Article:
Chiara Brignola

  • Designation: Department of Pharmacy, University of Naples Federico II
  • Country: Italy
  • Title: Ribosomal Protein uL3 is involved in Translational Reprogramming of 5-FU Resistant Colorectal Cancer Cells


Dr. Brignola is in her 2nd year of the international Ph.D. program in "Nutraceuticals, functional foods, and human health" at the Department of Pharmacy - University of Naples “Federico II”. Dr. Brignola completed her Master’s degree in Pharmacy at the University of Naples “Federico II”. The research interest of Dr. Brignola is focused on the study of molecular mechanisms activated in response to chemotherapeutic treatments and the identification of their targets in different 2D and 3D cancer cell models suitably engineered in order to develop personalized anticancer therapies. Dr. Brignola is serving as a member of the Italian Society of Biochemistry and Molecular Biology and the European Association for Cancer Research.


Dysregulation of mRNA translation is a major feature of several pathological conditions characterized by disruption of tissue homeostasis and altered stress responses, including cancer. Aberrant function of components of the translation machinery, as well as eukaryotic translation initiation factors (eIFs), have been documented in a variety of human neoplastic disorders [1]. Specifically, it has been demonstrated that translational reprogramming is correlated with the overexpression of the eIF4F complex, leading to increased cell proliferation, survival, and multidrug resistance (MDR) [2].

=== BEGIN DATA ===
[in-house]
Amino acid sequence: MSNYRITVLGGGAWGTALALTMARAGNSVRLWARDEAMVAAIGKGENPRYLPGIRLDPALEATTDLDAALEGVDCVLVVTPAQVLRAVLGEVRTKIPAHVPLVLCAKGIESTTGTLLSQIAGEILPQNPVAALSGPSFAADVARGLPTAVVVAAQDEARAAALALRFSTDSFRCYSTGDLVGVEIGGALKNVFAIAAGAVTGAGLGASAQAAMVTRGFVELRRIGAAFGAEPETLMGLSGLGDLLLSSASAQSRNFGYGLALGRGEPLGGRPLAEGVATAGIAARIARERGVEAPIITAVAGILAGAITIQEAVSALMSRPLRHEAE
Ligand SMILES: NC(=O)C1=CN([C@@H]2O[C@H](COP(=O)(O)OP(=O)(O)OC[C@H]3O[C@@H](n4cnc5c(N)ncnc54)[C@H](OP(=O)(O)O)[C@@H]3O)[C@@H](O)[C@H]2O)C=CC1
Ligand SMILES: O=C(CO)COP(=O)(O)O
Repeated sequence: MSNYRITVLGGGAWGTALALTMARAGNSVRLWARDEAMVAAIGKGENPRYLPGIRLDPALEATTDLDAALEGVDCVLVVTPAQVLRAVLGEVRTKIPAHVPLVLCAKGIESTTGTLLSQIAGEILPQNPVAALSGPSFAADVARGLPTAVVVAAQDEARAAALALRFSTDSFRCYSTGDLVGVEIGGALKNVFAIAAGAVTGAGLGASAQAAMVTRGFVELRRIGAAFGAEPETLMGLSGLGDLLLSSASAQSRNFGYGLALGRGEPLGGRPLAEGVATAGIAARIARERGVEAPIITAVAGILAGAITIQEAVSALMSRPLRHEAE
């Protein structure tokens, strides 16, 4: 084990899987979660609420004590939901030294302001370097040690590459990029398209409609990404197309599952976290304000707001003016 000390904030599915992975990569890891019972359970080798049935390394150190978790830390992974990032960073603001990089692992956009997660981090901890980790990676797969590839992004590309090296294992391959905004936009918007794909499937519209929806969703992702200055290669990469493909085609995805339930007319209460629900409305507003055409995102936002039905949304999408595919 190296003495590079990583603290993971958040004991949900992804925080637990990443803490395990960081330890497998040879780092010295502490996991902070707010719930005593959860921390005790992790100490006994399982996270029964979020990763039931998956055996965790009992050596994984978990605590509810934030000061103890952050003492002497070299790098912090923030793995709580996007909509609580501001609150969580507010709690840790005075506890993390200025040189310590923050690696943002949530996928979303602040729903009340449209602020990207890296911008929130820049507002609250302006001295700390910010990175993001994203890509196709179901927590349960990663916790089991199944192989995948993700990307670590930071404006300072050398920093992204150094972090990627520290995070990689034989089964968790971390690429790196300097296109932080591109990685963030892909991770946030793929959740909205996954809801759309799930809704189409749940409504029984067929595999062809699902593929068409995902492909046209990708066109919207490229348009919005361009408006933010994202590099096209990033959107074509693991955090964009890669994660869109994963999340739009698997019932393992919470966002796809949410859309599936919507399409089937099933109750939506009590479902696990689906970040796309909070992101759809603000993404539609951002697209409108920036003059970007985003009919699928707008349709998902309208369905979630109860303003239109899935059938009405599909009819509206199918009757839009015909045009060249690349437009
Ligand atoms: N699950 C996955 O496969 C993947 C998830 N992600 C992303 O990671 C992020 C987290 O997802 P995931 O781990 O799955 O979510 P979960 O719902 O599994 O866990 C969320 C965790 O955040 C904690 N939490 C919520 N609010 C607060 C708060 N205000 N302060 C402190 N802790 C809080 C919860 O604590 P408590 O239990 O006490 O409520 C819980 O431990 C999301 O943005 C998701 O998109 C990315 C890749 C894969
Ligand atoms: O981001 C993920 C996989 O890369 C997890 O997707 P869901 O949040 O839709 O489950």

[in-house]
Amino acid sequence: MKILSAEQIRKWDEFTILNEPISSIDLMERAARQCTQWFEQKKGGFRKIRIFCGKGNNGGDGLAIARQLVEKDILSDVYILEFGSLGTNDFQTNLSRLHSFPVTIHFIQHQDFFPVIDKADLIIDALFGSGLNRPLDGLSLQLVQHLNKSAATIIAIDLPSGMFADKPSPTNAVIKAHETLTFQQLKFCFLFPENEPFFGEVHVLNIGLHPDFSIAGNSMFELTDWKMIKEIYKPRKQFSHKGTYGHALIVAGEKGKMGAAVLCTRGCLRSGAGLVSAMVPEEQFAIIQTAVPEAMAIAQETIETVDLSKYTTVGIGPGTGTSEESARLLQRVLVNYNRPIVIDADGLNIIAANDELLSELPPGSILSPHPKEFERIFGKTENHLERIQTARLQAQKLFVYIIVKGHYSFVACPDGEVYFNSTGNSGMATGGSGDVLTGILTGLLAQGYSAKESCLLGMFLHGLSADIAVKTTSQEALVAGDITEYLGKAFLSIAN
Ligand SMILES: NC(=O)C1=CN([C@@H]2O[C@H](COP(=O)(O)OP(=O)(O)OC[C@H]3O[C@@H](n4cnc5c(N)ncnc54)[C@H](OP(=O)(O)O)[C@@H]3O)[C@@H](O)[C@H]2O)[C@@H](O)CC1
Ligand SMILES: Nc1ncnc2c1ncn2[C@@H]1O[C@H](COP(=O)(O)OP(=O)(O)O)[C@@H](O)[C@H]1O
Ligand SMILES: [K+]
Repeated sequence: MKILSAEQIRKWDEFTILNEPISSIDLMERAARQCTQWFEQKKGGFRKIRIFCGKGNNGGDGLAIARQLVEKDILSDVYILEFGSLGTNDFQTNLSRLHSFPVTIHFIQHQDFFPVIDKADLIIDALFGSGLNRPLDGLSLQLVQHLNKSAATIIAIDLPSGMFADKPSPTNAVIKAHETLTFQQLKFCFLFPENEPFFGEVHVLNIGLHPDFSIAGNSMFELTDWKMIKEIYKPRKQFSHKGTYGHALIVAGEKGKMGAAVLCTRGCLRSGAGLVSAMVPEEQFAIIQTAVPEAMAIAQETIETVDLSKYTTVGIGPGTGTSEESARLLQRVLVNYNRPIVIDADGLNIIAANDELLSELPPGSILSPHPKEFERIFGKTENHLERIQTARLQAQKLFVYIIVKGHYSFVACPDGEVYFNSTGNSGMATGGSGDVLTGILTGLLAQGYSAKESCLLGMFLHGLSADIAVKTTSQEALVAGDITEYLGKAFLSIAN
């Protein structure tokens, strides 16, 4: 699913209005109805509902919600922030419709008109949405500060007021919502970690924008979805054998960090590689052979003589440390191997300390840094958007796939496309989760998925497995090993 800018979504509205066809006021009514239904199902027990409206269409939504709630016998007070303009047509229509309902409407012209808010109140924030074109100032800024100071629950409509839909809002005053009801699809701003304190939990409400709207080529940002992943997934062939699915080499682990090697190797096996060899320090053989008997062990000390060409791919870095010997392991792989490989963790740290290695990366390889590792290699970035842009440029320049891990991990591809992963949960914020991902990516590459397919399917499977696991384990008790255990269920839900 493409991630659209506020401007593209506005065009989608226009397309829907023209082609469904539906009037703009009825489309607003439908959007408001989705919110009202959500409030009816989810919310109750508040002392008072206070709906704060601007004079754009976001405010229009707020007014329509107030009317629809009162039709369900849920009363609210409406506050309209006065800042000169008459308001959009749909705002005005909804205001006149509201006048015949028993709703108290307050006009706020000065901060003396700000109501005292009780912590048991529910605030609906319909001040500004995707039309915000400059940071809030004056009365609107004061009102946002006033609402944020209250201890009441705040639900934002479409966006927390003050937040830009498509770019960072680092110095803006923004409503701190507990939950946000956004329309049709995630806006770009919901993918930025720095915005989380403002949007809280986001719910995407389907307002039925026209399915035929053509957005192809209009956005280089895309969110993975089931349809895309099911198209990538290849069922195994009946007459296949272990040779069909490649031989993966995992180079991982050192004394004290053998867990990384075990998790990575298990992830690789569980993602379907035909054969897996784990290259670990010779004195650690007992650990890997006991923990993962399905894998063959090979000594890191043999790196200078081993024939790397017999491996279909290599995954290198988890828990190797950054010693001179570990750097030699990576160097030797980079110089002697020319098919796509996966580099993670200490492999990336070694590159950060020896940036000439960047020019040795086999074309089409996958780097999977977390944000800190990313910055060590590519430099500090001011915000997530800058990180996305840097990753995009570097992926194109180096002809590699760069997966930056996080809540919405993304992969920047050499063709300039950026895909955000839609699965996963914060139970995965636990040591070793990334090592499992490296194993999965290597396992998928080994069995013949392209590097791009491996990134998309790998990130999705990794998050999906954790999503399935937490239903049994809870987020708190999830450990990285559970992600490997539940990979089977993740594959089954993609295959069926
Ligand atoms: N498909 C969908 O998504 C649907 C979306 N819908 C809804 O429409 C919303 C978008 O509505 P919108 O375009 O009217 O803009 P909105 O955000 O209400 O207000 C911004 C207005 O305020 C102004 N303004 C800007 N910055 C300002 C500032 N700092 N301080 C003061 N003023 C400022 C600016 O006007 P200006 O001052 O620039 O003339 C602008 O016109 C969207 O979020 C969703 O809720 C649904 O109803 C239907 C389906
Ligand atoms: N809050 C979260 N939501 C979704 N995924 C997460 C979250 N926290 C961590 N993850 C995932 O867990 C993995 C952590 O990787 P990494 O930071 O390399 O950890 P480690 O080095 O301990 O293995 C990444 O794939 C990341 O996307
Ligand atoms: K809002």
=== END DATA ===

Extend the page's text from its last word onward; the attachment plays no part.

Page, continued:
Ribosomal protein L3 (uL3) is a component of cytosolic ribosomes that plays a crucial role in both ribosome structure and function. Our research group has extensively studied the extra-ribosomal functions of uL3. In particular, we have identified uL3 as a stress sensing molecule essential for cellular response to certain chemotherapeutics in colorectal cancer cells lacking functional p53 [3,4]. Notably, uL3 downregulation is associated with alteration of the epithelial-mesenchymal transition program, increase in cell migration and proliferation, inhibition of apoptosis, and enhancement of autophagy. Alteration of these signaling pathways results in the development of MDR [5-7]. Furthermore, mass spectrometry results from previous GST pull-down experiments and co-immunoprecipitation assays demonstrated that eIF4A, a component of the eIF4F complex, specifically interacts with uL3 in vitro.

In this study, we aimed to elucidate the role of uL3 in translational reprogramming mediated by eIFs. For this purpose, the translational status of known mRNAs regulated by eIF4A (i.e. BCL2-family, Cyclins, and c-Myc mRNAs) has been analyzed by qPCR in p53 deleted colorectal cancer cells and in a derivative cell line stably silenced for uL3, resulting in 5-fluorouracil resistance. The influence of the uL3/eIF4A complex on “translatome” and associated mRNAs has been investigated by using the “ribosome profiling” technique and high-throughput analysis of ribosome-associated mRNAs. Results from these experiments will be presented.

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